- The labor to access the damaged vehicle (cut openings, pre-pulls, etc.)
- The labor incurred in dismantling the subject vehicle
- Refinishing time and materials for the edging or cutting-in of parts
- Reconditioning of salvaged parts and many others as deemed applicable
It’s important to keep in mind just who it is you work for. When the appraiser has incorrectly authorized the consumer to proceed with the repair, they’ve placed them in a difficult position and financially liable to the repairer.
Repairers should seek recovery of their billings from their customer, the recipient of their services and the one who the repairer is accountable to under most state rules and regulations. Repairers should have a well-crafted and bulletproof repair agreement/contract that clearly lists such contingencies. ADE helps our coaching/consulting services clients in developing a repair agreement which meets their specific needs as well as other documents to help them get fairly compensated for their efforts.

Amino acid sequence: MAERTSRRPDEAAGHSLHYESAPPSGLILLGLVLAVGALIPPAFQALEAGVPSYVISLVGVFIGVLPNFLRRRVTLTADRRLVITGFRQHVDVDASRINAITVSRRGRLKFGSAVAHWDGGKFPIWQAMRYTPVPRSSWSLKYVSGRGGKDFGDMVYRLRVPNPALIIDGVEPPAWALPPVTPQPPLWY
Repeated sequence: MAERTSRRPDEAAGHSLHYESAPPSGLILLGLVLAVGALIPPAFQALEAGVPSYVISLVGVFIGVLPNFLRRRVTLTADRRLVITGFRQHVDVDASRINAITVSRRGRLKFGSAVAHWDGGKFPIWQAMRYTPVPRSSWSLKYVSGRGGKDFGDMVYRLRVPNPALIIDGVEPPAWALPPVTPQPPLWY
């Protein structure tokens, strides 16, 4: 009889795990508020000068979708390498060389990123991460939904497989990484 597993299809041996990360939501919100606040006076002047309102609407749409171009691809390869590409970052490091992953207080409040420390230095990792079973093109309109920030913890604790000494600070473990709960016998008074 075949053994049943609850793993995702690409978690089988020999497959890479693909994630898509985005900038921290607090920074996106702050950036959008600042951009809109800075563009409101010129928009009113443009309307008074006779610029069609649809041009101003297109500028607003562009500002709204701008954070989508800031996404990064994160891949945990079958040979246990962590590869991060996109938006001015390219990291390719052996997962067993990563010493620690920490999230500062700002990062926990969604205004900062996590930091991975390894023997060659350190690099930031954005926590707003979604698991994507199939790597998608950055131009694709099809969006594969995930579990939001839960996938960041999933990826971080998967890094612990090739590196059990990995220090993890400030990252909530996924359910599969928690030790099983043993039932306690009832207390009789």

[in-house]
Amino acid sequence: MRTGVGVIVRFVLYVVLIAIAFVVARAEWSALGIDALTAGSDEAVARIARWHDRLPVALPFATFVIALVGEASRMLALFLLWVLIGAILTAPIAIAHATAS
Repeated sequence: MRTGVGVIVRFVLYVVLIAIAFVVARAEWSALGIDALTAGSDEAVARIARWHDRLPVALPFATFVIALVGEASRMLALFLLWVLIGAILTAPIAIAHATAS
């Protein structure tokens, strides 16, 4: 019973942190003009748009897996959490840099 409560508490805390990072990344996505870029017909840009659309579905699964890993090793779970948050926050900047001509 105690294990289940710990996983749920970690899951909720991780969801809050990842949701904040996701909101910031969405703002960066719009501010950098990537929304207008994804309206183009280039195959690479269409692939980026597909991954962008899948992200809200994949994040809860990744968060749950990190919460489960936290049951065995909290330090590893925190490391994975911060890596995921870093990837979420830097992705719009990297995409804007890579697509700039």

Regarding administration fees, you said the BAR stated to you: “for writing an estimate and looking for parts that are included in what we do and offer in our business, and therefore, we should ‘not’ be putting this type of charge on our invoice at any time.” So the key question here is, are the charges relative to a repair or handling a total loss? You need to ask, if the vehicle was brought to your facility as a known total loss, what activities would you perform and charge for?
As long as you’re a repairer (and not a tow and/or storage company), you should be able to differentiate your handling (repair or total loss) and bill accordingly for your services. If you do offer tow services, depending on local regulations and ordinances, it may be wise to separate the repair and tow businesses to avoid losses in these situations.